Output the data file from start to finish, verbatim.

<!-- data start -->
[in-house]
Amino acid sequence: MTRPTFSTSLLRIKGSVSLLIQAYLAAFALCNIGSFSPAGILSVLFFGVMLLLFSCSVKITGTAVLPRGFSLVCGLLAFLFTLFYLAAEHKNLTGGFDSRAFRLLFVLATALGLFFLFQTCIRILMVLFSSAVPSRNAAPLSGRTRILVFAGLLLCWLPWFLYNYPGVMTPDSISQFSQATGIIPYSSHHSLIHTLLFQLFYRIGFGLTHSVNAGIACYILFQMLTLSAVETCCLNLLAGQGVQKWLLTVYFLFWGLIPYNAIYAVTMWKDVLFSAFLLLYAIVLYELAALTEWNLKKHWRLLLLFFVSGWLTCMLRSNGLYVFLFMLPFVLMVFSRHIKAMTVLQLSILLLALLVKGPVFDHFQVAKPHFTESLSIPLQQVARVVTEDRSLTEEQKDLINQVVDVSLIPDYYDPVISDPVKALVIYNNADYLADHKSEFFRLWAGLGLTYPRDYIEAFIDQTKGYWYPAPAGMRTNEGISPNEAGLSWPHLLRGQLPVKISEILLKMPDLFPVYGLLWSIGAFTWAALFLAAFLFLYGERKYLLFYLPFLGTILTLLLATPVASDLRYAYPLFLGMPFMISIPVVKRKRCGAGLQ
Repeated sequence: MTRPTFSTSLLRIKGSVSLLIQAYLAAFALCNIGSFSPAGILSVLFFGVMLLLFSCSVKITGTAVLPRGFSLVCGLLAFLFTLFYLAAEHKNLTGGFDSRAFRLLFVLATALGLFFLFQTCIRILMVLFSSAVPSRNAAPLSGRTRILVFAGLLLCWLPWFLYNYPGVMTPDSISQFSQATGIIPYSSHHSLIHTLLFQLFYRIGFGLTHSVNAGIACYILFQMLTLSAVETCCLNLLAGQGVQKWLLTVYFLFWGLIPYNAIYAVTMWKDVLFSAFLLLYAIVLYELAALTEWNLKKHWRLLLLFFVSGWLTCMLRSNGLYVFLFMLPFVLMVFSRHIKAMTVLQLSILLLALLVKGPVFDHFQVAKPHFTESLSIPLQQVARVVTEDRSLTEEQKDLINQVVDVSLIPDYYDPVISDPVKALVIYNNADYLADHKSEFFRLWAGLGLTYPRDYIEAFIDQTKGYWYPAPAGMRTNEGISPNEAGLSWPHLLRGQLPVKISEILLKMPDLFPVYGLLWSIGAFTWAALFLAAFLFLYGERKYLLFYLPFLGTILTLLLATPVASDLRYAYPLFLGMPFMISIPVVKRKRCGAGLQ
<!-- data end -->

[in-house]
Amino acid sequence: MTRPTFSTSLLRIKGSVSLLIQAYLAAFALCNIGSFSPAGILSVLFFGVMLLLFSCSVKITGTAVLPRGFSLVCGLLAFLFTLFYLAAEHKNLTGGFDSRAFRLLFVLATALGLFFLFQTCIRILMVLFSSAVPSRNAAPLSGRTRILVFAGLLLCWLPWFLYNYPGVMTPDSISQFSQATGIIPYSSHHSLIHTLLFQLFYRIGFGLTHSVNAGIACYILFQMLTLSAVETCCLNLLAGQGVQKWLLTVYFLFWGLIPYNAIYAVTMWKDVLFSAFLLLYAIVLYELAALTEWNLKKHWRLLLLFFVSGWLTCMLRSNGLYVFLFMLPFVLMVFSRHIKAMTVLQLSILLLALLVKGPVFDHFQVAKPHFTESLSIPLQQVARVVTEDRSLTEEQKDLINQVVDVSLIPDYYDPVISDPVKALVIYNNADYLADHKSEFFRLWAGLGLTYPRDYIEAFIDQTKGYWYPAPAGMRTNEGISPNEAGLSWPHLLRGQLPVKISEILLKMPDLFPVYGLLWSIGAFTWAALFLAAFLFLYGERKYLLFYLPFLGTILTLLLATPVASDLRYAYPLFLGMPFMISIPVVKRKRCGAGLQ
Repeated sequence: MTRPTFSTSLLRIKGSVSLLIQAYLAAFALCNIGSFSPAGILSVLFFGVMLLLFSCSVKITGTAVLPRGFSLVCGLLAFLFTLFYLAAEHKNLTGGFDSRAFRLLFVLATALGLFFLFQTCIRILMVLFSSAVPSRNAAPLSGRTRILVFAGLLLCWLPWFLYNYPGVMTPDSISQFSQATGIIPYSSHHSLIHTLLFQLFYRIGFGLTHSVNAGIACYILFQMLTLSAVETCCLNLLAGQGVQKWLLTVYFLFWGLIPYNAIYAVTMWKDVLFSAFLLLYAIVLYELAALTEWNLKKHWRLLLLFFVSGWLTCMLRSNGLYVFLFMLPFVLMVFSRHIKAMTVLQLSILLLALLVKGPVFDHFQVAKPHFTESLSIPLQQVARVVTEDRSLTEEQKDLINQVVDVSLIPDYYDPVISDPVKALVIYNNADYLADHKSEFFRLWAGLGLTYPRDYIEAFIDQTKGYWYPAPAGMRTNEGISPNEAGLSWPHLLRGQLPVKISEILLKMPDLFPVYGLLWSIGAFTWAALFLAAFLFLYGERKYLLFYLPFLGTILTLLLATPVASDLRYAYPLFLGMPFMISIPVVKRKRCGAGLQ